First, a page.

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Architecture and heritage

Herdalssetra

The beautiful Herdalssetra summer farm lies 520 metres above sea level up from the village of Norddal and is within the UNESCO World Heritage area. The drive up the toll road (10 km) is steep and fascinating with its many waterfalls, ending at Herdalsvatnet, which stretches about 2 kilometres into the valley. The road runs along the lake Herdalsvatnet, and at the end of the path grassy meadows spread out over the wide valley floor. At the end of these meadows lies the unique Herdalssetra, which forms an intimate group of more than 30 old farmhouses. There are also a number of ruins from old farms and farmhouses. Traces of settlement from as far back as the early Middle Ages and even older constructions for hunting reindeer have been found in Herdal. The Geological Nature Reserve Kallskaret is situated about 2 hours hike from the farm.  This is one of the largest community alpine farm centres for goat farming in Norway, and there is an unbroken tradition of alpine farming here stretching back in time more than 300 years.  There are also cows, sheep and fjord horses on the farm. Thus children can find a genuine playground here. Here you can try goats cheese and goats milk caramel, made in the traditional manner. Walking amongst the old buildings and breathing the fresh mountain air and the scent of grazing farm animals gives you peace of mind difficult to find elsewhere. Behind the farm soars mount Hereggja (1557 masl), and the landscape invites you to mountain hikes and fishing expeditions. You can stay in a farmhouse and buy a fishing license for rivers and lakes. Herdalssetra also has its own, simple farmhouse café, where you can try traditional Norwegian sour cream porridge with cured meats and other traditional food  during the summer season. Season: June - September Guided tours included tasting and/or lunch. For groups arrangements and prices on request.   

Herdalssetra

The beautiful Herdalen with Herdalssetra lies 500 metres above sea level up from the village of Norddal and is within the UNESCO World Heritage area. The drive up the toll road (10 km) is steep and fascinating with its many waterfalls, ending at Herdalsvatnet, which stretches about 2 kilometres into the valley. Naustrekkja in Osen has information about the local nature and culture in the protected landscape, where a small exhibition in one of the boathouses focuses in particular on transport and wetlands farming in bygone times. The road runs along the waterside, and at the end of the path grassy meadows spread out over the wide valley floor. At the end of these meadows lies the unique Herdalssetra, which forms an intimate group of 30 old farmhouses. There are also a number of ruins from old farms and farmhouses. This is one of the largest community alpine farm centres for goat farming in Norway, and there is an unbroken tradition of alpine farming here stretching back in time more than 300 years. Here you can try goats cheese and goats milk caramel, made in the traditional manner. Wandering amongst the old buildings and breathing the fresh mountain air and the scent of grazing farm animals gives you peace of mind difficult to find elsewhere. Behind the farm soars mount Hereggja (1557 masl), and the landscape invites you to mountain hikes and fishing expeditions. You can stay in the farmhouse, buy a fishing license and hire a boat. The centre also has its own, simple farmhouse café, where you can try traditional Norwegian sour cream porridge with cured meats during the summer season.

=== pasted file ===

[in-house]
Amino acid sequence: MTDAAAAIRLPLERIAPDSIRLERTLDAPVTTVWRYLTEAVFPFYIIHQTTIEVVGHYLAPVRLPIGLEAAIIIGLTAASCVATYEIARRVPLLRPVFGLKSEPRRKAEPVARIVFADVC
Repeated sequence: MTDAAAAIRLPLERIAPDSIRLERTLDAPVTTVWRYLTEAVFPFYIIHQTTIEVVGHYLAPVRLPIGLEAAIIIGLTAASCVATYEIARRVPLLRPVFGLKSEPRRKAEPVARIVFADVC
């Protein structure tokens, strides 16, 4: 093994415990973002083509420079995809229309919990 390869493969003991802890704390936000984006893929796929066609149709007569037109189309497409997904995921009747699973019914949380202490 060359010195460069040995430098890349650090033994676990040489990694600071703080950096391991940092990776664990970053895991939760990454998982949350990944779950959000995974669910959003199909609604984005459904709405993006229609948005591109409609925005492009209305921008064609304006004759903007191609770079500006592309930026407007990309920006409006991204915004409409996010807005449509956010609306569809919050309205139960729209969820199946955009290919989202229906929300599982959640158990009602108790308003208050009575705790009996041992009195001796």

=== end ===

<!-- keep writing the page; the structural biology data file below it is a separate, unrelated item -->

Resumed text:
Kvinnherad Church, Sunnhordland

Kvinnherad church is situated in the parish of Kvinnherad, Sunnhordland prosti. It was built of brick in 1255. The church has 380 seats. The church has protected status protected by law. Kvinnherad Church, which is a whitewashed brick church built in the mid 1200s, is one of the highest among the parish churches from the Middle Ages. Kvinnherad church was probably the main church for the region in the Middle Ages, but then in 1678 she became a private church for the baron of the Barony Rosendal, and was not parish church again until 1910. The church has a rectangular nave and choir, is little changed since the Middle Ages. All of the Gothic portals and windows are kept, which are relatively rare. The windows are simple and gothic, and the same in the south and the north portal. West Portal is richer decorated and flanked by double small columns. Grind Works The windows in the chancel to the south and east, with triple bows and rosettes above is stylistically influenced by the "Bergen gothic". The burial chapel north of the chancel, was built for the 1670s, Rosenkrantz century. In 1913 we built the sacristy door to the burial chamber. The interior has undergone great changes. By medieval fixtures are preserved only the altar in the church, and two gothic watches. The pulpit in the Renaissance style dates from the first half of the 1600s, and in 1670 the number received roof ceiling with cloud paintings. The altarpiece from 1705 was released by baron Rosenkrantz, and their coat of arms is painted below the picture of the Last Supper and the crucifixion. The pictures are framed by columns and are carved in thin and elegant acanthus leaf pattern. Open for guided tours in summer, but on funeral days there are no guided tours.

The Lusterfjord - inland towards the Jotunheimen Mountains